Coppers range of advantageous characteristics a quite well known including high electrical and thermal conductivity, excellent corrosion resistance to name but a few.
Dispersion strengthened coppers add the advantage of higher strengths which means they can be used for a range or applications such as welding consumables. Continue reading
Bronze alloys exhibit very good toughness, strength, corrosion resistance, electrical conductivity, and thermal conductivity.
As one of the oldest alloyed materials a range of applications exist to take advantage of the various positive characteristics such as high load bearings, bushings and hydraulic cylinder parts. Continue reading
Dispersion strengthening of any material is done with the aim to create a composite of superior physical properties via the dispersion of oxide particles in the metallic matrix.
High energy ball milling provides a repetitive fracture/weld method to achieve a homogeneous dispersoid distribution. Continue reading
Metal matrix composites reinforced with ceramic particles can be interesting for a range of applications due to their strength performance at high temperatures and a relatively low thermal expansion potential.
Manufacturing of Cu-MgO composites critically requires that the raw materials have a very high level of purity (99.5-99.9%) to achieve the desired manufacturing results. Continue reading
The addition of copper in HSLA steels has been found to greatly benefit the strength levels of steels used for among other applications, offshore structures, pipelines and ship hulls.
In combination with copper additions, low carbon content is also essential for attaining the desired effects and during the last three decades, research has also extended to comparing the benefits of hot rolling versus quenching and tempering to make further gains in quality of the material properties.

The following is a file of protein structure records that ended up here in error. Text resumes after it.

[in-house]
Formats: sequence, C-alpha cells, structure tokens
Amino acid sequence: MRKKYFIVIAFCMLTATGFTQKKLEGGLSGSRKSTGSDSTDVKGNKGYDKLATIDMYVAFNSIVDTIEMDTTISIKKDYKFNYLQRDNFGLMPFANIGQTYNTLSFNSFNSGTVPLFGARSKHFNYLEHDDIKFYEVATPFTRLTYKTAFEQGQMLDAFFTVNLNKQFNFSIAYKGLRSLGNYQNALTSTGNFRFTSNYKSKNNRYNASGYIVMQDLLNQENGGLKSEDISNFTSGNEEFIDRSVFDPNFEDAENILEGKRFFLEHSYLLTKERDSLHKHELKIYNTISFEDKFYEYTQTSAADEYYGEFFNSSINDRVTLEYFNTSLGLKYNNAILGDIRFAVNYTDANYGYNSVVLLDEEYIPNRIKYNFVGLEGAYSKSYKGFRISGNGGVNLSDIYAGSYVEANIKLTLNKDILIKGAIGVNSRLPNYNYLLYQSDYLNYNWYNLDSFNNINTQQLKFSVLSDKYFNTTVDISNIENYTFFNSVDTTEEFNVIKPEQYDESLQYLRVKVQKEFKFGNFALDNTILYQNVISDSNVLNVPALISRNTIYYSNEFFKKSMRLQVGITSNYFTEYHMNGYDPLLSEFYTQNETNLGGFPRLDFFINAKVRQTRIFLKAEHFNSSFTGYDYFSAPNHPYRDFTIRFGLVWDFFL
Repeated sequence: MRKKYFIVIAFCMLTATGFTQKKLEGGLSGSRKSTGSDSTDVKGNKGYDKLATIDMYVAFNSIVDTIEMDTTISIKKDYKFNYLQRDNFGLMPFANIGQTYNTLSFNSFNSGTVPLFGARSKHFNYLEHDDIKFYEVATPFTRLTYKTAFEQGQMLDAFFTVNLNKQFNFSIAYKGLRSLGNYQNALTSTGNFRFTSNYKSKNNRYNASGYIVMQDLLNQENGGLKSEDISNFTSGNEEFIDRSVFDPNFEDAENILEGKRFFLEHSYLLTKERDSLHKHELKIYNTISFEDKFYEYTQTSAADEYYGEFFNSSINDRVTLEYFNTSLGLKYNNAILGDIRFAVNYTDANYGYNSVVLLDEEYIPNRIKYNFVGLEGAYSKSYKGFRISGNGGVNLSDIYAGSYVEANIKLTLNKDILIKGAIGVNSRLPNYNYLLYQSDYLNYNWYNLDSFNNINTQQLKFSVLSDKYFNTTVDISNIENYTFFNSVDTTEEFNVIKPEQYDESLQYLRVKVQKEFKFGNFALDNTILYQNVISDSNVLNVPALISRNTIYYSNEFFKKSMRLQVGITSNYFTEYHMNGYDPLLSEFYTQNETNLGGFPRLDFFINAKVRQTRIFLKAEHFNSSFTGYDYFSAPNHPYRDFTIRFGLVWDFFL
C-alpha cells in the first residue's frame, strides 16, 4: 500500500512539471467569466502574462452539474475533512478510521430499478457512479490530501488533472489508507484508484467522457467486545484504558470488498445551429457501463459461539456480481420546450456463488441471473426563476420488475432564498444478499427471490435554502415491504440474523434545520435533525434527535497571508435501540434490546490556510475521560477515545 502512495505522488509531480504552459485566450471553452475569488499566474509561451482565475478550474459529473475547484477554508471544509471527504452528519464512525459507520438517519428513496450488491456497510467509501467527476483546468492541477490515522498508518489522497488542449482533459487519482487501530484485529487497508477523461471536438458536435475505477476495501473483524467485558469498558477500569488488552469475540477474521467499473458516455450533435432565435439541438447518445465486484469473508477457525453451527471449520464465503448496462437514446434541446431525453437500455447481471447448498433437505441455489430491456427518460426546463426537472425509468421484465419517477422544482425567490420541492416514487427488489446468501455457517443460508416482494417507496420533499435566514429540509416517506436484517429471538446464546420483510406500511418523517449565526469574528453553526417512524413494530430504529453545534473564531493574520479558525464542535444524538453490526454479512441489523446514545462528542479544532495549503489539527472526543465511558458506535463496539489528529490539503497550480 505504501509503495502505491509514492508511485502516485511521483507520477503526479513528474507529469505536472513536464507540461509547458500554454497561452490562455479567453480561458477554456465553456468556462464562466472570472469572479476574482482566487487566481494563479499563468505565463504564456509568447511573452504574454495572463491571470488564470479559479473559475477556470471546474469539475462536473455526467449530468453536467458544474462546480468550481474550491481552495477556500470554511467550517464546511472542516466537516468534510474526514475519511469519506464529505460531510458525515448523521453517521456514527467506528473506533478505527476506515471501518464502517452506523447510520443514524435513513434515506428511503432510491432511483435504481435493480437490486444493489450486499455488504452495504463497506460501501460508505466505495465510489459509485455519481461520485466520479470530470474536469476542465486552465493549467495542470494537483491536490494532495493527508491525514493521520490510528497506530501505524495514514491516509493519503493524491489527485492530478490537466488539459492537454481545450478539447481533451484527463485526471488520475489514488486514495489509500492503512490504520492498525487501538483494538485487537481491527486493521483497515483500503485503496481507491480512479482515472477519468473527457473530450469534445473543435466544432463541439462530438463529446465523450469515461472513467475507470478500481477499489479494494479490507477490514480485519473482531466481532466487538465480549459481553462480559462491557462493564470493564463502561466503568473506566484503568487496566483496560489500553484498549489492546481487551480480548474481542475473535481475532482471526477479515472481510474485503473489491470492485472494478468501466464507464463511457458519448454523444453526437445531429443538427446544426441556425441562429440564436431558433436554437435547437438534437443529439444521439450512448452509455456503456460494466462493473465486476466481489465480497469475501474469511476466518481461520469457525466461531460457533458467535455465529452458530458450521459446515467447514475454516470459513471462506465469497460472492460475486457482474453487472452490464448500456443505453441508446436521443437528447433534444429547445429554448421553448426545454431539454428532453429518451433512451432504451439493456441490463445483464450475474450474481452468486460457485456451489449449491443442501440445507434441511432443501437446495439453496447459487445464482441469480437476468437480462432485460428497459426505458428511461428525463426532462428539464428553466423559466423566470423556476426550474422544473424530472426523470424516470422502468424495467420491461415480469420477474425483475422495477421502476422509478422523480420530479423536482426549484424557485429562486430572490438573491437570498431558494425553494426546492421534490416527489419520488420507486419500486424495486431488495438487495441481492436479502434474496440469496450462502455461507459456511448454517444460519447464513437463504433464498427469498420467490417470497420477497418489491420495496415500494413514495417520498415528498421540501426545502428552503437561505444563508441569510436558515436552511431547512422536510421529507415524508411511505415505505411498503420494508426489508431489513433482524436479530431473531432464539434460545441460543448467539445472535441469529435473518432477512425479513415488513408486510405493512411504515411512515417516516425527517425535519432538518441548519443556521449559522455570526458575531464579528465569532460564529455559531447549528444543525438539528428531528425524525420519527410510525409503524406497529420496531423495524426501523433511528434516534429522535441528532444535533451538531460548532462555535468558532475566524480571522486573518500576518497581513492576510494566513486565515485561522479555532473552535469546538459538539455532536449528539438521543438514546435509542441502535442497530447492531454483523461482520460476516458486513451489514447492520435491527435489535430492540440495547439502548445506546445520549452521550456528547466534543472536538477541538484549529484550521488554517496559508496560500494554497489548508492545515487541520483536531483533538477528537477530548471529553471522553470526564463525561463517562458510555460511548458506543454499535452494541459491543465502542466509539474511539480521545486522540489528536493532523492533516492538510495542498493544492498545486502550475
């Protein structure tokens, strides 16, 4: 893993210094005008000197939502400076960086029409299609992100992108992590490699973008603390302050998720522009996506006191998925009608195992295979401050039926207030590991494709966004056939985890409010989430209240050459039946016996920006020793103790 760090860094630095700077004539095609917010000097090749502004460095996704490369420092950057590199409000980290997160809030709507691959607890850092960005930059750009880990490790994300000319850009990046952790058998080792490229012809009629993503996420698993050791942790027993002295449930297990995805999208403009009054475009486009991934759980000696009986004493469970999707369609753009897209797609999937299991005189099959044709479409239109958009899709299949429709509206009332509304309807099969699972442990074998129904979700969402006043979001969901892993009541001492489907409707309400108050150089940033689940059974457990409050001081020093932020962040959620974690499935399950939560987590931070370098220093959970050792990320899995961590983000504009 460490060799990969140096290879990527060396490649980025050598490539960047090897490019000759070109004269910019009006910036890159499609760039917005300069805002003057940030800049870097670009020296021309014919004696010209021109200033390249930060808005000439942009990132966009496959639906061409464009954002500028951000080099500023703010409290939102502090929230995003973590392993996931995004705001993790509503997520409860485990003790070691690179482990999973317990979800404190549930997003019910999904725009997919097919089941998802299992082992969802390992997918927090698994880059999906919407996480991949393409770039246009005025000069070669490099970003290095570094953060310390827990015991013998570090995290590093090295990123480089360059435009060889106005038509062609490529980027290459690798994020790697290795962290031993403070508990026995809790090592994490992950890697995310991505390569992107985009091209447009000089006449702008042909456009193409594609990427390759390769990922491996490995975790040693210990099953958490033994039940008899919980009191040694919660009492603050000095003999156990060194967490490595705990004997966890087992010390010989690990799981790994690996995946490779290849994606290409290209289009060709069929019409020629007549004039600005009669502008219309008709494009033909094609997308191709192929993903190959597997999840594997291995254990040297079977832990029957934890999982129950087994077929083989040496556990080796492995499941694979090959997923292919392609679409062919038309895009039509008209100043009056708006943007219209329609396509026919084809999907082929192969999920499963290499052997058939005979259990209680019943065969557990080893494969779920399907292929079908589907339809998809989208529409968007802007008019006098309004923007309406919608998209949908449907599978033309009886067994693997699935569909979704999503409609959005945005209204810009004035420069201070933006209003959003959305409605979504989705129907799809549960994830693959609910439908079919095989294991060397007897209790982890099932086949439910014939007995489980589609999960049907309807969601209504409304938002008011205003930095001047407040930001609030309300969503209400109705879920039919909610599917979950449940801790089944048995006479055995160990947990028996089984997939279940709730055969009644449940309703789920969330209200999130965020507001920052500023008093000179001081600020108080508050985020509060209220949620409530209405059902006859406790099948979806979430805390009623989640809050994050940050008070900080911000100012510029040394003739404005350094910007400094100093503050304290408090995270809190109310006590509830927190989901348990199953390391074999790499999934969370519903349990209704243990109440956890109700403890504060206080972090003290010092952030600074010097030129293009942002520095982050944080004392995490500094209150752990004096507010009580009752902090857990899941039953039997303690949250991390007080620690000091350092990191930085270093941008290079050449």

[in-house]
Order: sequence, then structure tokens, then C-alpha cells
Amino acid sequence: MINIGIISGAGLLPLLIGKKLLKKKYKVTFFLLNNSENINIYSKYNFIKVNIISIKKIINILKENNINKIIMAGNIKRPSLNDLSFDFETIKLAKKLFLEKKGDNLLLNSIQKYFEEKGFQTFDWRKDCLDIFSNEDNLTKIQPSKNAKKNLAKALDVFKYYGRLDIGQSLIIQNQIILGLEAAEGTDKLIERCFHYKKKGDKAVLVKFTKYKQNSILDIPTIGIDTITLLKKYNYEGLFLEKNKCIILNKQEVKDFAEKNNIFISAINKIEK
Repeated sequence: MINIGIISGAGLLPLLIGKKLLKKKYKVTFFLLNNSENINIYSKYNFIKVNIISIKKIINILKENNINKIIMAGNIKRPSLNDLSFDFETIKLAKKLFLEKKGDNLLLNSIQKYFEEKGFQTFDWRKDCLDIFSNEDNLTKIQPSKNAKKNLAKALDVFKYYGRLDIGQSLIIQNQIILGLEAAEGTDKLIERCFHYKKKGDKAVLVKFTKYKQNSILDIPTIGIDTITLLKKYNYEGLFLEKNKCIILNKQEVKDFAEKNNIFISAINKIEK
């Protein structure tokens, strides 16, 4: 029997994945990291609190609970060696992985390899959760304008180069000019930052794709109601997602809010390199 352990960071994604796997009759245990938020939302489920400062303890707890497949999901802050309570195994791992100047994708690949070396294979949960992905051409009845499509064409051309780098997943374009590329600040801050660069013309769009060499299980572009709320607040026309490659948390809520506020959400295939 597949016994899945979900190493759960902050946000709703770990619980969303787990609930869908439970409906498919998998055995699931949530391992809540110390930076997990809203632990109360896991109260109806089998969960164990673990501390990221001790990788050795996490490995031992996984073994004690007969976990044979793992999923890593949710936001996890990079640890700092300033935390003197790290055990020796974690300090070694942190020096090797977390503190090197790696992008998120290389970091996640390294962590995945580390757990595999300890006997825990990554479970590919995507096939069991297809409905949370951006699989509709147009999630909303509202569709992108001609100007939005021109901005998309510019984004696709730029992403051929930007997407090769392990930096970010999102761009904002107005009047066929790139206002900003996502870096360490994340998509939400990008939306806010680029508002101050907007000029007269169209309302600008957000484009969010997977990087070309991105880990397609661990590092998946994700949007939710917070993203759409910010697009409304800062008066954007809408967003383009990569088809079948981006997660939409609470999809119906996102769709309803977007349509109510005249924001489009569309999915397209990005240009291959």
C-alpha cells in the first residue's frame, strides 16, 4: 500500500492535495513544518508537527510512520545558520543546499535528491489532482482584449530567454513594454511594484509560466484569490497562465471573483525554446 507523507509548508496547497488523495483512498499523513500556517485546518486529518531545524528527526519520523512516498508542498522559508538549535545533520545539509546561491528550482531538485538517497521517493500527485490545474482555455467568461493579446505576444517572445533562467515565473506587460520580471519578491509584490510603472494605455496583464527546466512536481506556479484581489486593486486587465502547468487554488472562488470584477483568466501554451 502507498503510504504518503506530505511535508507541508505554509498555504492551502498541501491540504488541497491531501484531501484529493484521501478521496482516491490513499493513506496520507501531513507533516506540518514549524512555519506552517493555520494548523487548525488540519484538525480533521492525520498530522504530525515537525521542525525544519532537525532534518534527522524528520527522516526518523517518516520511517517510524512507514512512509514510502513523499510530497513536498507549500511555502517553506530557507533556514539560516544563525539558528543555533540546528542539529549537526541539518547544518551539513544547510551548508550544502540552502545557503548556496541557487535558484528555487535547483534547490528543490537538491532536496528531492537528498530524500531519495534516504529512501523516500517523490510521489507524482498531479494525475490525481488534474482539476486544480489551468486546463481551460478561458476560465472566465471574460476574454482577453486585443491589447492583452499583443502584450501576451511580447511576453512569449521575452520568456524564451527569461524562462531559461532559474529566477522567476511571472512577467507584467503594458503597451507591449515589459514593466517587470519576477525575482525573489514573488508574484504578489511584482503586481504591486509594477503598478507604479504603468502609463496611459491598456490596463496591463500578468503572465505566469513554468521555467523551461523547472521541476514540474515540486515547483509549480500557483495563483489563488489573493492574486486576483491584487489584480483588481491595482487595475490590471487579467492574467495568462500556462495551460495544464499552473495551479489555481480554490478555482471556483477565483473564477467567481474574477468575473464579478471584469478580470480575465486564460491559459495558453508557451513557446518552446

The benefits of standard HSLA steels mean that materials with good combinations of strength toughness and weldability can be produced, all at a very reasonable cost.
During the early 20th century, experimentation began to see what impact copper would have as an alloying element. The results showed significant further improvement in the overall mechanical properties of the materials including a higher resistance to fatigue crack growth.
Copper has sufficient strength, ductility and hardness for these applications at operating temperatures up to 100°C. For many other applications, however, the demands of electrical technology require copper to have higher mechanical properties and to be capable of use at elevated operating temperatures while still retaining the good conductivity for which it is selected in the first place.
Therefore, a large variety of high copper alloys has been developed, whose properties are equal to or, in some cases, higher than those of many other engineering metals, yet, which have conductivities high enough for electrical applications.